Such was the desired standard but in practice it could not be met for all panzer divisions, of which there were now 26. (This figure includes the Army's elite formation, the Infanterie-Division Großdeutschland (motorisiert), which despite its title was equipped almost on a par with the panzer divisions.) Those divisions earmarked for the 1942 summer offensive in the southern Soviet Union were brought up to about 85% of authorized strength but those on other sectors of the front were much weaker. In Army Group South, panzer regiments with German tanks mostly had the authorized three battalions. But both the Panzer IV and the Panzer II were in particularly short supply, leaving many regiments understrength. The 9. Panzer-Division, for example had only 22 of its authorized 24 Panzer IIs. In the Panzer IV companies one platoon (four tanks) had been provisionally deleted, reducing the authorized total from 42 to 30; it was hoped to restore them when sufficient Panzer IVs became available.

In most divisions the Panzer III and Panzer IV tanks on hand were a mix of models. The 13. Panzer-Division, for example, had 41 x Panzer IIIH with the 50mm L/42 gun and 30 x Panzer IIIJ with the more powerful 50mm L/60 gun. The Panzer IVs of the 3. Panzer-Division consisted of 21 F1 models with the 75mm L/24 gun and 12 F2 models with the high-velocity 75mm L/43 gun. One of the divisions earmarked for the summer offensive, 22. Panzer-Division still had obsolescent Panzer 38(t) tanks (ex-Czech, armed with a 37mm L/48 gun) substituting for its authorized Panzer IIIs.

Nor was it possible to equip one battalion in each motorized rifle regiment with armored halftracks; in many divisions only one or two companies had them. Similar shortages afflicted the AT battalion. Both 75mm and the 50mm antitank guns were in short supply, and in some divisions captured 47mm AT guns of Czech, French or Belgian origin were substituted. The SP tank destroyer was the Marder II (based on the Panzer II or Panzer III tank chassis) or Marder III (based on the Panzer 38(t) tank chassis) armed with either the German 75mm AT gun or the captured Soviet 76.2mm field gun modified to fire German ammunition. The Marders were considerably more effective than towed AT guns, but only eleven panzer divisions had them.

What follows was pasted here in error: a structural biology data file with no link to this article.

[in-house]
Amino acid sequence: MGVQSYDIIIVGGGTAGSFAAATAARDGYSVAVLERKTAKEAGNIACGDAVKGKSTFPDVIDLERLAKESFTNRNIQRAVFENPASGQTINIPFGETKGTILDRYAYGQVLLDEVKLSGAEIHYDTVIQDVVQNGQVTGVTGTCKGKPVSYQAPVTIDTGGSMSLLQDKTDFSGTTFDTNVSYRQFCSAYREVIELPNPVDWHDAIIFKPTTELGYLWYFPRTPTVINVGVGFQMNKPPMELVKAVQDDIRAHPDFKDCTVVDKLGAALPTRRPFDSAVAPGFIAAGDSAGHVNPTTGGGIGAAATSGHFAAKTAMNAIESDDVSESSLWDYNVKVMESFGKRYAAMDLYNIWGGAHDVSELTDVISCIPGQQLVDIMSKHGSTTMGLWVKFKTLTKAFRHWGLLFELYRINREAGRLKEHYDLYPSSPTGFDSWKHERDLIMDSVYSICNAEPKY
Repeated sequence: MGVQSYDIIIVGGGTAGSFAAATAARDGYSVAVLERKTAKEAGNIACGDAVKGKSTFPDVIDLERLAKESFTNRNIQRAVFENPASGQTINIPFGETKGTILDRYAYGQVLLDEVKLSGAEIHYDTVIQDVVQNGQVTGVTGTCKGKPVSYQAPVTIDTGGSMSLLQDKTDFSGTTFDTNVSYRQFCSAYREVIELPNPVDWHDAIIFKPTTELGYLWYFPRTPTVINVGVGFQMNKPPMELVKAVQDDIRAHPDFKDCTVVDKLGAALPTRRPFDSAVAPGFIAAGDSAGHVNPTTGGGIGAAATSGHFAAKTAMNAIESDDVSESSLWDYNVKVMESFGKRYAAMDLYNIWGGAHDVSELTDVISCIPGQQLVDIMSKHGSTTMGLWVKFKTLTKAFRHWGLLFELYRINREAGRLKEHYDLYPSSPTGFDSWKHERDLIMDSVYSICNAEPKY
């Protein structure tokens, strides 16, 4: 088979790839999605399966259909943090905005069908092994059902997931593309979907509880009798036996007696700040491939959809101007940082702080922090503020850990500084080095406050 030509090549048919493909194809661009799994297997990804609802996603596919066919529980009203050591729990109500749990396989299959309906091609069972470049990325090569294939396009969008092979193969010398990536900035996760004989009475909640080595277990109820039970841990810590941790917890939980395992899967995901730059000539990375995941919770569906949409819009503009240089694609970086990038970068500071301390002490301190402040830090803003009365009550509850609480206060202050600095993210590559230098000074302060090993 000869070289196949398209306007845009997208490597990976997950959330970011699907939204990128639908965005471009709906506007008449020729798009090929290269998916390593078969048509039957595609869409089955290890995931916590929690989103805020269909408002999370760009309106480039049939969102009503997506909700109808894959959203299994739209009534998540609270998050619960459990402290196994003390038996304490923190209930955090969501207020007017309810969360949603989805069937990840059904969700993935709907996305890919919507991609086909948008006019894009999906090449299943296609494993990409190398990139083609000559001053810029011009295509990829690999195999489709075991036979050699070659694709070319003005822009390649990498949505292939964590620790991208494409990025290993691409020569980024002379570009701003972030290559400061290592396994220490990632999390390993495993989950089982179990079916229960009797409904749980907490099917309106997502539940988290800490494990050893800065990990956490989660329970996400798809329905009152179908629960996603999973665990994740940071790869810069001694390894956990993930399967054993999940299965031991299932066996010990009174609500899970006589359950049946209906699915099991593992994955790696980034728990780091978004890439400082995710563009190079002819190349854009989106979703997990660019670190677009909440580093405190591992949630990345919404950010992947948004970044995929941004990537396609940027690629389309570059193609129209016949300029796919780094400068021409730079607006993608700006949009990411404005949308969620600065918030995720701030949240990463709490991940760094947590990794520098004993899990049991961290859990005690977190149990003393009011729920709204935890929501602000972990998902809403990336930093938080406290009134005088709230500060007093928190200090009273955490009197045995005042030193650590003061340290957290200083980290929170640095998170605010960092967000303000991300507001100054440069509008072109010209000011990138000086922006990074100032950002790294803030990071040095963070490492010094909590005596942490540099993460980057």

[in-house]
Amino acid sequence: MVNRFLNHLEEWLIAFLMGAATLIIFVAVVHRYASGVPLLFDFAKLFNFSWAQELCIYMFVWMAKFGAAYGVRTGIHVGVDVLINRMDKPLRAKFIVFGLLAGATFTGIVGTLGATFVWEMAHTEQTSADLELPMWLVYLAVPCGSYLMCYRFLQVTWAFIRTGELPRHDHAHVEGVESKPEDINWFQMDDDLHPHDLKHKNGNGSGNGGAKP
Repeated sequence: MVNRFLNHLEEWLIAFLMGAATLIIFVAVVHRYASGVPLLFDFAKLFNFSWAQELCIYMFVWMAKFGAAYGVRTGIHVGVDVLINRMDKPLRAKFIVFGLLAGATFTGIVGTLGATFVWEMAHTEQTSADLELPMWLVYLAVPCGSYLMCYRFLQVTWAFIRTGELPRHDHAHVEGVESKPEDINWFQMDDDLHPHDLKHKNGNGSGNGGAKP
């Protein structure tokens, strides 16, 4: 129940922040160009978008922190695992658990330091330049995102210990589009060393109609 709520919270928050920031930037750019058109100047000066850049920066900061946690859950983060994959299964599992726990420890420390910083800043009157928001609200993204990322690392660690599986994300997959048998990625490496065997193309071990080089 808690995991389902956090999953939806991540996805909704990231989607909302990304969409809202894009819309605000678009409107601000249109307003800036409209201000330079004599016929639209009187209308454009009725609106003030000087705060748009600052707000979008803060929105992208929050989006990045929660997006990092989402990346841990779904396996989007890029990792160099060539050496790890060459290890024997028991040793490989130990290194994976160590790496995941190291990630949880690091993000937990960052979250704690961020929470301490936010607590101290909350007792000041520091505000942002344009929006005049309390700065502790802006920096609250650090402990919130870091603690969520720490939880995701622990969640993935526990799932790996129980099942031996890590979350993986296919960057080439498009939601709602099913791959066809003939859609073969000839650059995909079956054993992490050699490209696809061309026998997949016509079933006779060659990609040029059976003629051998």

Marder III SP tank destroyer, based on the Panzer 38(t) light tank (Bundesarchiv)

After the 1942 campaign, which culminated in the Stalingrad catastrophe, the panzer divisions had to be rebuilt again. The same basic organizational template was followed but new weapons such as the Panzer IVG armed with the 75mm L/43 gun, the Panzer V (Panther) tank armed with a 75mm L/70 gun, and SP field artillery were gradually introduced. It was intended equip the antitank battalion entirely with SP tank destroyers but as usual equipment shortages prevented this and the AT battalions got whatever was available, typically a mix of SP tank destroyers and halftrack-towed 75mm guns. The 12. Panzer-Division, for instance, had one SP and one towed company in its AT battalion. In the armored reconnaissance battalion, motorcycles were gradually phased out in favor or armored cars and light armored halftracks.

By dint of extraordinary efforts the panzer divisions were rebuilt to perhaps 85% of their authorized strength in time for the 1943 summer offensive at Kursk (July 1943). The rebuilding was supervised by Colonel-General Heinz Guderian, the German Army’s leading armored warfare expert, who’d been dismissed from his command in December 1941 after disagreements with Hitler. He was brought back on active duty as Inspector-General of Panzer Troops, and it was mainly thanks to him that the Army’s mobile forces were restored to fighting trim. But Guderian warned against the Kursk offensive, which he regarded as a dangerous gamble. He argued for a strategic defensive on the Eastern Front during 1943, with the panzer divisions held in reserve. But his advice was disregarded and the panzers were committed to battle at Kursk—where the turning point of the war in the East was reached.

See Also Panzer Divisions 1935-40

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Organizational Diagrams